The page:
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Gallery Text

This sculpture carries histories magnificent and brutal, as well as more recent controversy.

The head is an idealized image of an oba, or king, of the Kingdom of Benin (today’s Nigeria). Such sculptural images typically represented the preceding ruler and were displayed at a shrine in his honor, serving as powerful symbols of kingship and lineage. This object also exemplifies the kingdom’s virtuosic metal-casting technique.

In 1897, the British invaded and conquered the capital during the Benin Punitive Expedition, seizing and removing over a thousand artworks from the royal palace. These objects are today known as Benin Bronzes. In the 20th century, the Benin Bronzes were sold or given to private collections and museums around the world. Forty-seven works with provenance dating to the 1897 expedition are now at Harvard: two in the Harvard Art Museums and forty-five in the Peabody Museum of Archaeology and Ethnology. The head seen here was gifted to the Fogg Museum in 1937 by Abby Aldrich Rockefeller, who purchased it in New York in 1936.

We acknowledge the violence and trauma of that expedition and understand how the presence of this cultural material in western museums is experienced as continued injustice by descendant communities. Plans for a new museum dedicated to the legacy of Benin City and to restoration of the Benin Bronzes are underway. Harvard is part of the Digital Benin project and is engaged in conversations with other institutions on issues relevant to these works.

What’s in a Head?

Figural representation often emphasizes the head and face. Eyes, ears, nose, and mouth hold particular potential for interaction with the viewer, and the face is frequently perceived as a mirror of the mind. In ancient Egypt, the Middle East, and Greece, most depictions of humans and deities included the full body. This allowed the subjects to strike a distinctive pose, while their clothing indicated social standing. Portraits in head or bust form became common in Roman art and have played a major role in western art ever since. The art of other cultures around the world also reflects special significance attributed to the head. The Edo peoples of the Benin kingdom in present-day Nigeria, for example, regarded the head as the seat of knowledge and decision-making power and crucial to a person’s (or in the case of a king, the state’s) well-being. In this space outside the Roman gallery, several sculpted heads — self-contained images, a vessel, and statue parts — invite comparison across continents and millennia.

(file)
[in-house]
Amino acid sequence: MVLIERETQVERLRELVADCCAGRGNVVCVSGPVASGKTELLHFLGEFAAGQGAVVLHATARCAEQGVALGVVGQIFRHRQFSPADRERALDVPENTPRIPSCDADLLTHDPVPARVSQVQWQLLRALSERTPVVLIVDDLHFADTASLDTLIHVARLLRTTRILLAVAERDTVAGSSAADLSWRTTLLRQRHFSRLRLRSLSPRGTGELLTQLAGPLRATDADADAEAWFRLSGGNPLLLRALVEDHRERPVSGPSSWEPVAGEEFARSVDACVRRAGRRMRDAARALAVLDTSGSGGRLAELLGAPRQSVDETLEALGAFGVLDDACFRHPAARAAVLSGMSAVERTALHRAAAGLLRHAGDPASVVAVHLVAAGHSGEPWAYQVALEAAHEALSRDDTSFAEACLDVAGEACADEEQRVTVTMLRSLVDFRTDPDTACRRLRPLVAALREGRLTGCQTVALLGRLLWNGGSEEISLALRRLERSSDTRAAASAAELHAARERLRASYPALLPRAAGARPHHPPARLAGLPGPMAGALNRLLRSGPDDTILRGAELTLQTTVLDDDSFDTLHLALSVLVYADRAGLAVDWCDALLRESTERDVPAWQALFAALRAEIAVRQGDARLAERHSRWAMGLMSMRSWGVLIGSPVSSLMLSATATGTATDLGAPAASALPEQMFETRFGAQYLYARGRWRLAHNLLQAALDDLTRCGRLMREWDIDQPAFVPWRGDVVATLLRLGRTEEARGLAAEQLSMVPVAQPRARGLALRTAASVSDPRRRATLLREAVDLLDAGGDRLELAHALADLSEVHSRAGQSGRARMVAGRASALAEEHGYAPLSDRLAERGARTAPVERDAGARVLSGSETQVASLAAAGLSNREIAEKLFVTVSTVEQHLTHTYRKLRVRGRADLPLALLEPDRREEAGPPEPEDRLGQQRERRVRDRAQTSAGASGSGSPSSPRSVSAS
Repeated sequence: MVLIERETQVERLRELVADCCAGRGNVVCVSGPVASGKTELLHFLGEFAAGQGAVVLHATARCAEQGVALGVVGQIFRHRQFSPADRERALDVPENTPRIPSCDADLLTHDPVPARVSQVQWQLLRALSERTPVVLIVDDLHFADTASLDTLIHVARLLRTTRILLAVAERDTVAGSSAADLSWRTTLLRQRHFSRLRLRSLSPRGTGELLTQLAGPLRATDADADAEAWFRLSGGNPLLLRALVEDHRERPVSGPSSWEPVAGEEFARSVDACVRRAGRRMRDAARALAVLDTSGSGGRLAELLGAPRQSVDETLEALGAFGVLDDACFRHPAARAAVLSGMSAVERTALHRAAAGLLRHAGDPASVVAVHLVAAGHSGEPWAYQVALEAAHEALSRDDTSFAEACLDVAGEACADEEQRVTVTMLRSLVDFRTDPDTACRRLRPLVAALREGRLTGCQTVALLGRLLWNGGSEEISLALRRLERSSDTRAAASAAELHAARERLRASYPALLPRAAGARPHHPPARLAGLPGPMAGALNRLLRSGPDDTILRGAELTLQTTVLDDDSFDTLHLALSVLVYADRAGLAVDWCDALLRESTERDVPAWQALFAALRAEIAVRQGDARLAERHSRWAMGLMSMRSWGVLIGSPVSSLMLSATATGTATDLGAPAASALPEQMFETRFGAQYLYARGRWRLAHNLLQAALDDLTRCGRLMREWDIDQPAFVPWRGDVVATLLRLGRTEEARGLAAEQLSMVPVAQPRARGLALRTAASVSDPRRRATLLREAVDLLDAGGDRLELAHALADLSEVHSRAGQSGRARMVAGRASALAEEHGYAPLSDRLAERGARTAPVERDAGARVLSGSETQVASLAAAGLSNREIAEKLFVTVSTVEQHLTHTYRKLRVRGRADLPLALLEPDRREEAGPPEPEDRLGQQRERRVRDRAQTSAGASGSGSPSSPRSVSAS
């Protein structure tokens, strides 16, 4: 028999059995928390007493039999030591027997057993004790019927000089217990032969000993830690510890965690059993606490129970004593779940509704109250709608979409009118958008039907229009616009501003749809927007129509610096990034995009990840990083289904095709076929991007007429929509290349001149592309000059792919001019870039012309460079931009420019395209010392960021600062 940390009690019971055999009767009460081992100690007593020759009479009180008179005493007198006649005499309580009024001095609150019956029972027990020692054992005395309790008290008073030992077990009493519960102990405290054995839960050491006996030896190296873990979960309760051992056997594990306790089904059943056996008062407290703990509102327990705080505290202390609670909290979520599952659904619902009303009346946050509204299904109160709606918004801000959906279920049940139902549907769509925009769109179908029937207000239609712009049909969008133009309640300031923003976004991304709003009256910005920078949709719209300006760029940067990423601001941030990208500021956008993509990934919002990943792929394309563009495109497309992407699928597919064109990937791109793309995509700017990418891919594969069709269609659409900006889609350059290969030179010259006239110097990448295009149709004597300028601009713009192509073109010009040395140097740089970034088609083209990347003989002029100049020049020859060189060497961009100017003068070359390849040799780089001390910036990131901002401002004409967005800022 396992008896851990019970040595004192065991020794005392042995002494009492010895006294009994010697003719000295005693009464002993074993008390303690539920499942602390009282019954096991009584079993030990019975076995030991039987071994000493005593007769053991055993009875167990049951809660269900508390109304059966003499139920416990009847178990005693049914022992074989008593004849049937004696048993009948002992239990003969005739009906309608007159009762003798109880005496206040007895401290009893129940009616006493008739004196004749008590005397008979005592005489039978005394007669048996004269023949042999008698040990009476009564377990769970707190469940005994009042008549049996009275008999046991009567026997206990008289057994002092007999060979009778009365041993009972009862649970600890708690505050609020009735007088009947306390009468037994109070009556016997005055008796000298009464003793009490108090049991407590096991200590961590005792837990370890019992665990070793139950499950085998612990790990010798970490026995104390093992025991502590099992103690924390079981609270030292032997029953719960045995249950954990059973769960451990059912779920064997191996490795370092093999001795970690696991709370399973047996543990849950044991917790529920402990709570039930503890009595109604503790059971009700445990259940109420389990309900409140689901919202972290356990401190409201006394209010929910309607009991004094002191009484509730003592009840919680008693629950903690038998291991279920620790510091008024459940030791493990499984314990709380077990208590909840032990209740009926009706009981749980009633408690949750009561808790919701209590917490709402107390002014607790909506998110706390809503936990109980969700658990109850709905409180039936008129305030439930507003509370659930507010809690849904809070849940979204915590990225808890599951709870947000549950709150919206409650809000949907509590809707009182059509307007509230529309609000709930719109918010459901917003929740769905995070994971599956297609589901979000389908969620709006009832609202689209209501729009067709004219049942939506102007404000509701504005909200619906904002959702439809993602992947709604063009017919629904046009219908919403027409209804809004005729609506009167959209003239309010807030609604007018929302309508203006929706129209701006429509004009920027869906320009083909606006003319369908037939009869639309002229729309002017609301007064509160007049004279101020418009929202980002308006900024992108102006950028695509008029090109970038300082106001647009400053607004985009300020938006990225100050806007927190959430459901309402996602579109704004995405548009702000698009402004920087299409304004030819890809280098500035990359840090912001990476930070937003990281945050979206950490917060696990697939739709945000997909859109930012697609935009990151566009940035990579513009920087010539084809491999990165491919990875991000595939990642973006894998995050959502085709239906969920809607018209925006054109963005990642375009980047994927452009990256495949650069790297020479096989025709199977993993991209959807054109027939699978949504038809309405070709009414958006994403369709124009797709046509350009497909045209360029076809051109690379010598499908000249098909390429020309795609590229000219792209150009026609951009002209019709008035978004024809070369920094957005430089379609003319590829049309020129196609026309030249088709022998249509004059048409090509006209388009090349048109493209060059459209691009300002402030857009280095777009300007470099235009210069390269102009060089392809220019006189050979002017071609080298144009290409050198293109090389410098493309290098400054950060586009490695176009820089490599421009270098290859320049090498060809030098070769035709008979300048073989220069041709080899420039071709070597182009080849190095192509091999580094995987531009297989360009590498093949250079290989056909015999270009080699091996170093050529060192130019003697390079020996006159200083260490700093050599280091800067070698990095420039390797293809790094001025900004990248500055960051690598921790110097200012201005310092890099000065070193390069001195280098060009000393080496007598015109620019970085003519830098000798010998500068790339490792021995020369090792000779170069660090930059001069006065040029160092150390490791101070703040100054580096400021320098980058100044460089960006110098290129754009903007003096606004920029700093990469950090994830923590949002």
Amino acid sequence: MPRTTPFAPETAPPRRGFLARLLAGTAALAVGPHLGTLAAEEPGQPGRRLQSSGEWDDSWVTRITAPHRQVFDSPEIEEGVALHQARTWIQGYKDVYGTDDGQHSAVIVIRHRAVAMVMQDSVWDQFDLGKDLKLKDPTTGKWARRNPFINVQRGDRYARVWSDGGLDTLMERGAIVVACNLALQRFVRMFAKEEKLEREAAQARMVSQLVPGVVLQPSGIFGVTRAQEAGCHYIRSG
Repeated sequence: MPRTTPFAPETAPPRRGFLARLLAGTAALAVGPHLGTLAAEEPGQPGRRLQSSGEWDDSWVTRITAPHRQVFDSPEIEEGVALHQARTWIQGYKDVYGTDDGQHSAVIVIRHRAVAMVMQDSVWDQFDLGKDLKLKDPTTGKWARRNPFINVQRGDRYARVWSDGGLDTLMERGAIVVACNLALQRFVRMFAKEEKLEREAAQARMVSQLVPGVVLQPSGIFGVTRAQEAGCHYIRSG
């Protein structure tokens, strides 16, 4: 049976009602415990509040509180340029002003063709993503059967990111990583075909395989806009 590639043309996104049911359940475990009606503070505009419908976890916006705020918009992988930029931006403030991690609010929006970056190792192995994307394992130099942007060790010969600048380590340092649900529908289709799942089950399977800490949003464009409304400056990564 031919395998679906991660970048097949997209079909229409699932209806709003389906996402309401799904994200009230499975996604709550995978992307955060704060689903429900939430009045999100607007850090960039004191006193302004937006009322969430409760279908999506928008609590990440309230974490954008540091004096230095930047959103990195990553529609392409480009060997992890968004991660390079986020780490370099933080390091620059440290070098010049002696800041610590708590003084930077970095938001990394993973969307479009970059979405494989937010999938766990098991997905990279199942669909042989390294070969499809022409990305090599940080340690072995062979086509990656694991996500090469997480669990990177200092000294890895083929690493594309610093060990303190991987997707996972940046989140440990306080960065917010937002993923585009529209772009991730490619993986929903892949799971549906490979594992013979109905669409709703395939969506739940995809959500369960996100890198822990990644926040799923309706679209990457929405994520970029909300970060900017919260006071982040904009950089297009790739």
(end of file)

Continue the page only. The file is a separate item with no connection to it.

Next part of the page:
The sculptures place varying emphasis on acces-sories, such as the royal coral-bead cap and collar of the Benin Bronze and the floppy hat of the Roman marble head that denotes a foreigner. Hairstyle and physique can express social roles and character traits, as in the case of the philosopher’s beard of Roman emperor Marcus Aurelius, seen here in an Italian Renaissance version, and the princely topknot of the Gandharan bodhisattva (an enlightened, compassionate being).

The individualized features of the ancient Peruvian stirrup-spout bottle — probably portraying a historical or mythical figure — contrast with the idealized face of the bodhisattva and the classicizing Roman depiction of what may be a generic easterner. The heads meet the viewer’s gaze with unemotional, controlled expressions that correspond to the codes and conventions of their time.

Identification and Creation

Object Number
Unidentified Artist
Head of an Oba
Other Titles
Former Title: Head of a King
Former Title: Portrait Head of a Princess / Head Pedestal
Work Type
head, sculpture
Creation Place: Africa, Nigeria, Benin City
Persistent Link


Level 3, Room 3710, North Arcade
View this object's location on our interactive map

Physical Descriptions

Copper alloy
Lost-wax process
22.7 x 21 x 23 cm (8 15/16 x 8 1/4 x 9 1/16 in.)
with base: 31.3 x 24.4 x 23 cm (12 5/16 x 9 5/8 x 9 1/16 in.)
Inscriptions and Marks
  • inscription: back of collar, painted, white : 997
  • label: bottom, white rectangle with serrated edges, printed text: 2
  • stamp: inside of bottom, black ink: [round, illegible text]


Recorded Ownership History